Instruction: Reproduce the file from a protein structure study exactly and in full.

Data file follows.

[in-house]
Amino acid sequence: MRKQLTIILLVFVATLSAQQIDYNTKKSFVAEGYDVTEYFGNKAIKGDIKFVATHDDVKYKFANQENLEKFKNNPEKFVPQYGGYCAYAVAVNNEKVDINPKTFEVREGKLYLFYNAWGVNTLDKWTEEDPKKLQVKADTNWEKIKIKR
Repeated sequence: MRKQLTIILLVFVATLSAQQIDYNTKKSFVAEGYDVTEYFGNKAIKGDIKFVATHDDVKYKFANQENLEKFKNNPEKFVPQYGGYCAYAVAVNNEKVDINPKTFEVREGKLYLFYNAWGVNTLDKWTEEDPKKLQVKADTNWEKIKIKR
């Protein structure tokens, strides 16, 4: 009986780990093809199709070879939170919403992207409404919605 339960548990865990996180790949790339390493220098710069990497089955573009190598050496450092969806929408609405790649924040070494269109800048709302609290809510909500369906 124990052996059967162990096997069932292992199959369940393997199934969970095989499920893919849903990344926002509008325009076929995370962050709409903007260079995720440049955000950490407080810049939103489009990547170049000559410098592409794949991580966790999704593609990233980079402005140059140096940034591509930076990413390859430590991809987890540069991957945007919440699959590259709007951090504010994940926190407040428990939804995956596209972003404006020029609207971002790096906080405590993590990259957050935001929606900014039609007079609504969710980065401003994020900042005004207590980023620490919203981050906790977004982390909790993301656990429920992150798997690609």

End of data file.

[in-house]
Amino acid sequence: MRKQLTIILLVFVATLSAQQIDYNTKKSFVAEGYDVTEYFGNKAIKGDIKFVATHDDVKYKFANQENLEKFKNNPEKFVPQYGGYCAYAVAVNNEKVDINPKTFEVREGKLYLFYNAWGVNTLDKWTEEDPKKLQVKADTNWEKIKIKR
Repeated sequence: MRKQLTIILLVFVATLSAQQIDYNTKKSFVAEGYDVTEYFGNKAIKGDIKFVATHDDVKYKFANQENLEKFKNNPEKFVPQYGGYCAYAVAVNNEKVDINPKTFEVREGKLYLFYNAWGVNTLDKWTEEDPKKLQVKADTNWEKIKIKR
């Protein structure tokens, strides 16, 4: 009986780990093809199709070879939170919403992207409404919605 339960548990865990996180790949790339390493220098710069990497089955573009190598050496450092969806929408609405790649924040070494269109800048709302609290809510909500369906 124990052996059967162990096997069932292992199959369940393997199934969970095989499920893919849903990344926002509008325009076929995370962050709409903007260079995720440049955000950490407080810049939103489009990547170049000559410098592409794949991580966790999704593609990233980079402005140059140096940034591509930076990413390859430590991809987890540069991957945007919440699959590259709007951090504010994940926190407040428990939804995956596209972003404006020029609207971002790096906080405590993590990259957050935001929606900014039609007079609504969710980065401003994020900042005004207590980023620490919203981050906790977004982390909790993301656990429920992150798997690609």